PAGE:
New Is Always Better

I know that I always say “this occurred to me the other day” or “something that has been bothering me for a while” and stuff like that. Well. This one just kind of slid in there. It hasn’t really bothered me, and it didn’t come to me in a flash of lightning with halos or Bach music. It gently settled in my brain and would not let go until I wrote it out. The reason this one itches in my brain is because I am wondering if it is true, or if I am merely tagging on to the “it was different back then” band-wagon of the people who think that “things are only getting worse all the TIME and the universe is going to implode REALLY REALLY SOON!”  I don’t know, because usually, my ball is never in that court. (Or rather, if I owned a ball, it wouldn’t be). I tend to think that little has changed about mankind over the last thousand or so years, and little will change. It does make sense, however, that with technological change and “improvement”, something will change in the way humans think and feel, and the greatest change I have perceived is this: new is always better. 

If you are awesome, like me, you will recognise this quote from How I Met Your Mother‘s Barney. Though he does little to give the argument credibility, we do our best to preserve its validity. There was a time when the older something was the more valuable. When the fact that you had had a bag for 10 years meant it was good quality and you should be proud, but it now means that you are stingy/un-hip/”poor you! you can’t afford a new bag!” Huh. Wait. Why is new always better?

I believe that I mentioned a similar issue in a blogpost not too long ago. Since it is so easy to find those “other fish in the sea”, people are not so wary about breaking up any more. There must be a switch somewhere in the back of our heads going “So this person you’re with… you love them very much, they’re alright, no real problems… but we’re just not as excited any more! The sex isn’t as great, we don’t talk as often, or as much, we’ve just lost it. Hey, who’s that hottie?” (I will concur that “hottie” is probably not a word that people use during an internal monologue, but you get my point). So we keep going, from new partner to new partner, because new is always better. It is exciting, it is different, we can go through all those tingly first feelings again, and think that this time, we are actually really in love… until it happens all over again.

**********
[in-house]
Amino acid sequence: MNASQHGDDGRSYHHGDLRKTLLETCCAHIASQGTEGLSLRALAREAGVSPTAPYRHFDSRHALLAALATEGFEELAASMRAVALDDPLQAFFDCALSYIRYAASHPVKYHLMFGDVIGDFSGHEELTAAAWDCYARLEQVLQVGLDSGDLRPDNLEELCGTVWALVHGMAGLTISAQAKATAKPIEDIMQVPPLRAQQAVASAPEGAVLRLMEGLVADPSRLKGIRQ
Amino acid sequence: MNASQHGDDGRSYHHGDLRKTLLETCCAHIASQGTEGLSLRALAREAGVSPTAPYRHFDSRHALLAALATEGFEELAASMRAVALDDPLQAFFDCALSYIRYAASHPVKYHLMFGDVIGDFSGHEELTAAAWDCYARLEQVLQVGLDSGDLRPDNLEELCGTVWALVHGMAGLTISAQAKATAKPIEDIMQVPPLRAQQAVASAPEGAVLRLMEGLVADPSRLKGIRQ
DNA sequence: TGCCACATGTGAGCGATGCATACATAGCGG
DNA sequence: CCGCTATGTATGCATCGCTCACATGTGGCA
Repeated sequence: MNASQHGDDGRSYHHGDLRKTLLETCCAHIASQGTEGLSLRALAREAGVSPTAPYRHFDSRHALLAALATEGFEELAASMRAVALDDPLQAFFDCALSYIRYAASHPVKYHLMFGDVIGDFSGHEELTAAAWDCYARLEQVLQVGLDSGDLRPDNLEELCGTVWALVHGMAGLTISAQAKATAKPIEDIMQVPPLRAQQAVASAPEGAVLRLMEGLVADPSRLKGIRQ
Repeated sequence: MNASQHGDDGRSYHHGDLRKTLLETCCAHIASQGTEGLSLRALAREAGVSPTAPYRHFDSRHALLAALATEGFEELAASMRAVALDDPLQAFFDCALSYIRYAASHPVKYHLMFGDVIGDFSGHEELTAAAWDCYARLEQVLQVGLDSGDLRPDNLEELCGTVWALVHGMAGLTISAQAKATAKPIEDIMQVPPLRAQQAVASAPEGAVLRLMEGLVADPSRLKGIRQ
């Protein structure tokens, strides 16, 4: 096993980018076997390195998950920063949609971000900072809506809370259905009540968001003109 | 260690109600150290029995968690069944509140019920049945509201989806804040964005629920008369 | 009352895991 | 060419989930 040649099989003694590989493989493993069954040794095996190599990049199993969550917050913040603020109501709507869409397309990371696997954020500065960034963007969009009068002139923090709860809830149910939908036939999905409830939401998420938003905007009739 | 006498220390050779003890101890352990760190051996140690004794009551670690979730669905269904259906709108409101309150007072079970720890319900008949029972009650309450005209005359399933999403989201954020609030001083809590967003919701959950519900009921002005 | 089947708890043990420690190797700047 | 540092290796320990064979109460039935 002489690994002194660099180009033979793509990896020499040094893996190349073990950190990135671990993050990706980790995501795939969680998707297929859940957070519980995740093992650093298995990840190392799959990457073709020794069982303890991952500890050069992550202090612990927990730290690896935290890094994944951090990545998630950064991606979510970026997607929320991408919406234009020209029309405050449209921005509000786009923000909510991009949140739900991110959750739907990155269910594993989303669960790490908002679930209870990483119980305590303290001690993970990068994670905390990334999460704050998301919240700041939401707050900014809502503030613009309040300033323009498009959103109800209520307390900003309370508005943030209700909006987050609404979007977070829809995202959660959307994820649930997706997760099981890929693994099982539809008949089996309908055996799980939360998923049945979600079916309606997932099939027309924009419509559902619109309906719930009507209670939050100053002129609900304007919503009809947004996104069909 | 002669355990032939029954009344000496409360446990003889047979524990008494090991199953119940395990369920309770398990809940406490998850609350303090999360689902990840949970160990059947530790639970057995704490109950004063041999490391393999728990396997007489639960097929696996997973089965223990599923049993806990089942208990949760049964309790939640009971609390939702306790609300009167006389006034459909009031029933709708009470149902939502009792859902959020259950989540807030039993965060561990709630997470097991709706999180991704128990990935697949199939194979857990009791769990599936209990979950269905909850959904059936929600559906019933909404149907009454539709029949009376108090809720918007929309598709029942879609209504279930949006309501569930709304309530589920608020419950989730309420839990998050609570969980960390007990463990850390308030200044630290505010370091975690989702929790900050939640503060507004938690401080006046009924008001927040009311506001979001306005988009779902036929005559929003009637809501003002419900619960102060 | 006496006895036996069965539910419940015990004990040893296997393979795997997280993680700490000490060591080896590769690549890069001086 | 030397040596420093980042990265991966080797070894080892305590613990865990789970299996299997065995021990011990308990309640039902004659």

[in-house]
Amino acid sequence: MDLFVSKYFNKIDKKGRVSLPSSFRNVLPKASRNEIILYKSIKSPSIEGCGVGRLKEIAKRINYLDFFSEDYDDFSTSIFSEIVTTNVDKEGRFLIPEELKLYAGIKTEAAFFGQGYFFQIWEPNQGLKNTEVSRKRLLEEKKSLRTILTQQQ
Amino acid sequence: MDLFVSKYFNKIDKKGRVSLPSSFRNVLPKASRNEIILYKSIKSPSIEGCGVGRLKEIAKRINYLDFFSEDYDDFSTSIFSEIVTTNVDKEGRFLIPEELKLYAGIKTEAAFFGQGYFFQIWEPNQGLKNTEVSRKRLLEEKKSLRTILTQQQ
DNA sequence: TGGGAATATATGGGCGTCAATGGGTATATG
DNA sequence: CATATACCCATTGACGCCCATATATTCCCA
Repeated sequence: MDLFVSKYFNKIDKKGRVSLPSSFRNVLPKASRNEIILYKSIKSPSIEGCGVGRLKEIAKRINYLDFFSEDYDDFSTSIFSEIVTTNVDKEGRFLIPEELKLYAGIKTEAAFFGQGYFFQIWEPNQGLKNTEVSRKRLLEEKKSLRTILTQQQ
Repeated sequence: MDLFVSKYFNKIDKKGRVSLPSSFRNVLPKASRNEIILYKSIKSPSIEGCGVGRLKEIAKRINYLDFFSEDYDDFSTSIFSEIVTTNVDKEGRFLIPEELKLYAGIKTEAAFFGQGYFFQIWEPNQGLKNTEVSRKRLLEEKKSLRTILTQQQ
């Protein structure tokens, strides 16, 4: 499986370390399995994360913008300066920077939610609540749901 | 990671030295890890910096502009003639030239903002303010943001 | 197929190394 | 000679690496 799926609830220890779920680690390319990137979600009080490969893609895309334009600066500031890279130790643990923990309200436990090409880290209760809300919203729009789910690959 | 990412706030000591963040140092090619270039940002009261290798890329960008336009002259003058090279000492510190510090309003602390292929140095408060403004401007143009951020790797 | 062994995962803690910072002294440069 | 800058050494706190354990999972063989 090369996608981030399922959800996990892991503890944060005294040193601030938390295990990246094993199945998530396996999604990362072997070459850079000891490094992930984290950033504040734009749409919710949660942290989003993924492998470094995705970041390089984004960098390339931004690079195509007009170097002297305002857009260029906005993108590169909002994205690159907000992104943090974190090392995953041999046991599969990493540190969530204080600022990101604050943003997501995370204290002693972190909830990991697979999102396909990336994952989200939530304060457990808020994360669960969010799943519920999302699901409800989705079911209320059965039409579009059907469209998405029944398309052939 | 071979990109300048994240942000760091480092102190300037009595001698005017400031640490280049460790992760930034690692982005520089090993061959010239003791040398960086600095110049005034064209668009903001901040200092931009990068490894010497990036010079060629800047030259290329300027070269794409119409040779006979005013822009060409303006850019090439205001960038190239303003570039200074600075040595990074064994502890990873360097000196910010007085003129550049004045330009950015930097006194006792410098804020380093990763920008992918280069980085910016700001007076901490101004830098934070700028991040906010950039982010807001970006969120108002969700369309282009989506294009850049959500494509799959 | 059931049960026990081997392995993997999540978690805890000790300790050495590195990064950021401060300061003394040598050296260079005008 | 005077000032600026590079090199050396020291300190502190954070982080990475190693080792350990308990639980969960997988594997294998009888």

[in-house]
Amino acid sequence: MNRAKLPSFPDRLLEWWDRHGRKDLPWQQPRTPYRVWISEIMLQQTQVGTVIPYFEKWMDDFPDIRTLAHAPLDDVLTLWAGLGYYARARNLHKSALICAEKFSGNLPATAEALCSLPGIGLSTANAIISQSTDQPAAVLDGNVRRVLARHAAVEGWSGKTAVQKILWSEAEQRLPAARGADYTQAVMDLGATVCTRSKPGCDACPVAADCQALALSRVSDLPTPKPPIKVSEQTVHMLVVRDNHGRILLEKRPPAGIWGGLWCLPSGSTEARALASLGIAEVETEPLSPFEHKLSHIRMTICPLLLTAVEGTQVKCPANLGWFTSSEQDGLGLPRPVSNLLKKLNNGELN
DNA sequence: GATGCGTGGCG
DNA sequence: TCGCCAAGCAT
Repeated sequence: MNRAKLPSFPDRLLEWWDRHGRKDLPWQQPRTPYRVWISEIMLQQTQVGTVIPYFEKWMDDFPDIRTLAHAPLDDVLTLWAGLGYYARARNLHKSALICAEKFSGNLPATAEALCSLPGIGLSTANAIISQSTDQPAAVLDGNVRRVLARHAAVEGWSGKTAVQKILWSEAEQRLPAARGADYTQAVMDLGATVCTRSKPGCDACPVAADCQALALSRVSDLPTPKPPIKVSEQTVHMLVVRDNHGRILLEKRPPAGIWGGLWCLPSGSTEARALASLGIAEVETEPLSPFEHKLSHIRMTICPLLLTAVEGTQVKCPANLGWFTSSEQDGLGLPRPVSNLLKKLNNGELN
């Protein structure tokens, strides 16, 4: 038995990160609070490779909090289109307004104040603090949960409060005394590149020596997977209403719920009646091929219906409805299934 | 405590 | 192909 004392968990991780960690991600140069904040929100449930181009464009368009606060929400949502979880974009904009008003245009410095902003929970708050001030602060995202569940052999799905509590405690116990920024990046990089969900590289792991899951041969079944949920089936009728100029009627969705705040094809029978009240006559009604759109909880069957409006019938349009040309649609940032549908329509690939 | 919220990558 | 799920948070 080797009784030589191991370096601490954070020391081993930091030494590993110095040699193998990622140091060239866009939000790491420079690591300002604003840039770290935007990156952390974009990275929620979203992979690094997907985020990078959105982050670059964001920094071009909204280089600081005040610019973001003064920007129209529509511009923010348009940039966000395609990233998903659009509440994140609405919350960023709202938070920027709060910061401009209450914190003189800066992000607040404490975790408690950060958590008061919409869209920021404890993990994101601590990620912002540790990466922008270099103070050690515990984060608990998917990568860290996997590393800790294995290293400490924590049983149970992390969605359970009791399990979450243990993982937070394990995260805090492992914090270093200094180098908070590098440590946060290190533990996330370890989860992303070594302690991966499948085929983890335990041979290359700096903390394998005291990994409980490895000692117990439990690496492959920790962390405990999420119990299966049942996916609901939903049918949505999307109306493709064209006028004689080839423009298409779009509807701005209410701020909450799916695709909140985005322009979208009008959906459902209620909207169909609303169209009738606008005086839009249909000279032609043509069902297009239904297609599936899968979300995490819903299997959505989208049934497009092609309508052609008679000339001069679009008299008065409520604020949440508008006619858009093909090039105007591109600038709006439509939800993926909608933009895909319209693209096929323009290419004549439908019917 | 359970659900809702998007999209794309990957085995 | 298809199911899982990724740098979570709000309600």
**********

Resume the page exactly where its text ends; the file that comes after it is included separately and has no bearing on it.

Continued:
So as we sit there, longing for the newest tv-series, the new iPhone, that organic cotton-rug from Madagascar, the solar-powered spaghetti-machine from Japan… As we worry about being able to afford a whole new wardrobe for the summer so people won’t see us wearing the same stuff, and what our next shade of dark-brown hair-dye is going to look like compared to the one we’ve got (I’m sorry, no-one will notice. Trust me. I’ve been there), and if the guy across the street has more abs than the guy next door so maybe we should focus our flirtations on him instead… do we question our reasoning? What is the logic behind this “new is always better” stuff?

My theory is that we are constantly stuck in an “upgrade in progress” loop, where we believe that we are improving ourselves and our lives through this new stuff. We are so busy admiring that thing we don’t have yet that we fail to notice all the things we DO have that we used to feel that way about. We get something new, and a week or two later, we rage about how inadequate it is, and start looking for what we should have gotten instead, and will certainly save up for. We notice all the ways that the thing we wanted didn’t meet our expectations, and firmly believe that there is something shiny out there that will, we just have to keep looking.

Aha. That must be why we are still looking. Because there obviously is, you just haven’t found it yet.

If you get tired at some point though, maybe you can re-evaluate what you are ACTUALLY looking for, as you huff and puff, flat out on the floor. My bet is that a) you already have it, b) your expectations are set too high, so stop watching all those Disney-movies and start looking at what life is actually like, or c) OK, so maybe this thing or person is out there, and they are real, and they are flawless and you’ll never ever get tired of them or bored because life will be all rosy and perfect if you find them… If you feel that way, by all means, keep looking. You may be right. In the meantime, I shall sit here with my broken, worn down things, and be extremely happy over having them. Partially because I see all these people around me being so frustrated with their new, shiny things that aren’t what they expected. And partially because I know I won’t find peace over the next hill, if I can’t find it right where I’m sitting. There is only one thing that getting something new will give you, and that is a guarantee: something new.

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